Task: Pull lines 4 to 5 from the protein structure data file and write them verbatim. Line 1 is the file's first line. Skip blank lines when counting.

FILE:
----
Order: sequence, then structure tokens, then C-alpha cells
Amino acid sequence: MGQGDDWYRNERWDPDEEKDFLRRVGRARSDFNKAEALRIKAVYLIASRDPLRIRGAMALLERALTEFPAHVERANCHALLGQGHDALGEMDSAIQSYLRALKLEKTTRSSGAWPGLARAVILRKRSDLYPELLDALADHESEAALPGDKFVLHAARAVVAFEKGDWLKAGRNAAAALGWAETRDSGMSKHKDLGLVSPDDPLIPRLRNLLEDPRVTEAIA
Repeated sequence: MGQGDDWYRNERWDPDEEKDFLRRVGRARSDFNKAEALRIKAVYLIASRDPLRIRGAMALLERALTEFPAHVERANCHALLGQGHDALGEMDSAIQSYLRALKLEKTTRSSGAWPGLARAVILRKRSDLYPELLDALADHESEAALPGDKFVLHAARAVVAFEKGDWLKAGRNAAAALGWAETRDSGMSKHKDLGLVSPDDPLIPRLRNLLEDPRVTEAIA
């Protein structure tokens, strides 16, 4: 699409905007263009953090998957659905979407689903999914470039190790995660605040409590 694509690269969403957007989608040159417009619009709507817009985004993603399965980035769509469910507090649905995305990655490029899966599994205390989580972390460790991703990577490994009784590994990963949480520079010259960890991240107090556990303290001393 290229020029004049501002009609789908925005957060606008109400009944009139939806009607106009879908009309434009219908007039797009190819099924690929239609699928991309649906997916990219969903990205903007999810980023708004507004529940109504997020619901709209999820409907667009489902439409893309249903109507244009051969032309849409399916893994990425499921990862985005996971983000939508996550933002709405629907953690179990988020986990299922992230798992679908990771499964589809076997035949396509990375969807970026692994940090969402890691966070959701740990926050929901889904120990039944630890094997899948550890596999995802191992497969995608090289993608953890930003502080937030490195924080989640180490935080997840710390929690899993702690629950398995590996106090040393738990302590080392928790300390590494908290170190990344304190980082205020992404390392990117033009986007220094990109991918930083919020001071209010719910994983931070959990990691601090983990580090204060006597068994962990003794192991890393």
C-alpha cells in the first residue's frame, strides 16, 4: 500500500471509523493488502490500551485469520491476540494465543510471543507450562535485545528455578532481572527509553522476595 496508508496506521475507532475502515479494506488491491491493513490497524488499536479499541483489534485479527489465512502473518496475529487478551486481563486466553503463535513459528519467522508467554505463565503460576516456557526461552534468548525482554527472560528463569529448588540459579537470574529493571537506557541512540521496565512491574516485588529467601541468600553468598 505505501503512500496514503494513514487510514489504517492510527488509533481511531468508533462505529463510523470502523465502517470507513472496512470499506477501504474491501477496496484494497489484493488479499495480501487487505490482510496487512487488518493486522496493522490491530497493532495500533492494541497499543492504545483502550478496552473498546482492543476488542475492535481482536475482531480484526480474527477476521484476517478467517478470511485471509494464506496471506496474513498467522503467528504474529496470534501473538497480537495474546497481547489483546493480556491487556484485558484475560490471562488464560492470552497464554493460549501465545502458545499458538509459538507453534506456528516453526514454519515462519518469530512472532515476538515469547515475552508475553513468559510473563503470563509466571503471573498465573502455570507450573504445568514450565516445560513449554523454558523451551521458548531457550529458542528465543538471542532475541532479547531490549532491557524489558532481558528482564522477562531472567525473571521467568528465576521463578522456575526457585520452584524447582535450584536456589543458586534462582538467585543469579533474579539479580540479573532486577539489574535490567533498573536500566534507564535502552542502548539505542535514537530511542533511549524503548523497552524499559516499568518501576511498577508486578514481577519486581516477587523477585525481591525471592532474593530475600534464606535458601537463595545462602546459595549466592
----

């Protein structure tokens, strides 16, 4: 699409905007263009953090998957659905979407689903999914470039190790995660605040409590 694509690269969403957007989608040159417009619009709507817009985004993603399965980035769509469910507090649905995305990655490029899966599994205390989580972390460790991703990577490994009784590994990963949480520079010259960890991240107090556990303290001393 290229020029004049501002009609789908925005957060606008109400009944009139939806009607106009879908009309434009219908007039797009190819099924690929239609699928991309649906997916990219969903990205903007999810980023708004507004529940109504997020619901709209999820409907667009489902439409893309249903109507244009051969032309849409399916893994990425499921990862985005996971983000939508996550933002709405629907953690179990988020986990299922992230798992679908990771499964589809076997035949396509990375969807970026692994940090969402890691966070959701740990926050929901889904120990039944630890094997899948550890596999995802191992497969995608090289993608953890930003502080937030490195924080989640180490935080997840710390929690899993702690629950398995590996106090040393738990302590080392928790300390590494908290170190990344304190980082205020992404390392990117033009986007220094990109991918930083919020001071209010719910994983931070959990990691601090983990580090204060006597068994962990003794192991890393």
C-alpha cells in the first residue's frame, strides 16, 4: 500500500471509523493488502490500551485469520491476540494465543510471543507450562535485545528455578532481572527509553522476595 496508508496506521475507532475502515479494506488491491491493513490497524488499536479499541483489534485479527489465512502473518496475529487478551486481563486466553503463535513459528519467522508467554505463565503460576516456557526461552534468548525482554527472560528463569529448588540459579537470574529493571537506557541512540521496565512491574516485588529467601541468600553468598 505505501503512500496514503494513514487510514489504517492510527488509533481511531468508533462505529463510523470502523465502517470507513472496512470499506477501504474491501477496496484494497489484493488479499495480501487487505490482510496487512487488518493486522496493522490491530497493532495500533492494541497499543492504545483502550478496552473498546482492543476488542475492535481482536475482531480484526480474527477476521484476517478467517478470511485471509494464506496471506496474513498467522503467528504474529496470534501473538497480537495474546497481547489483546493480556491487556484485558484475560490471562488464560492470552497464554493460549501465545502458545499458538509459538507453534506456528516453526514454519515462519518469530512472532515476538515469547515475552508475553513468559510473563503470563509466571503471573498465573502455570507450573504445568514450565516445560513449554523454558523451551521458548531457550529458542528465543538471542532475541532479547531490549532491557524489558532481558528482564522477562531472567525473571521467568528465576521463578522456575526457585520452584524447582535450584536456589543458586534462582538467585543469579533474579539479580540479573532486577539489574535490567533498573536500566534507564535502552542502548539505542535514537530511542533511549524503548523497552524499559516499568518501576511498577508486578514481577519486581516477587523477585525481591525471592532474593530475600534464606535458601537463595545462602546459595549466592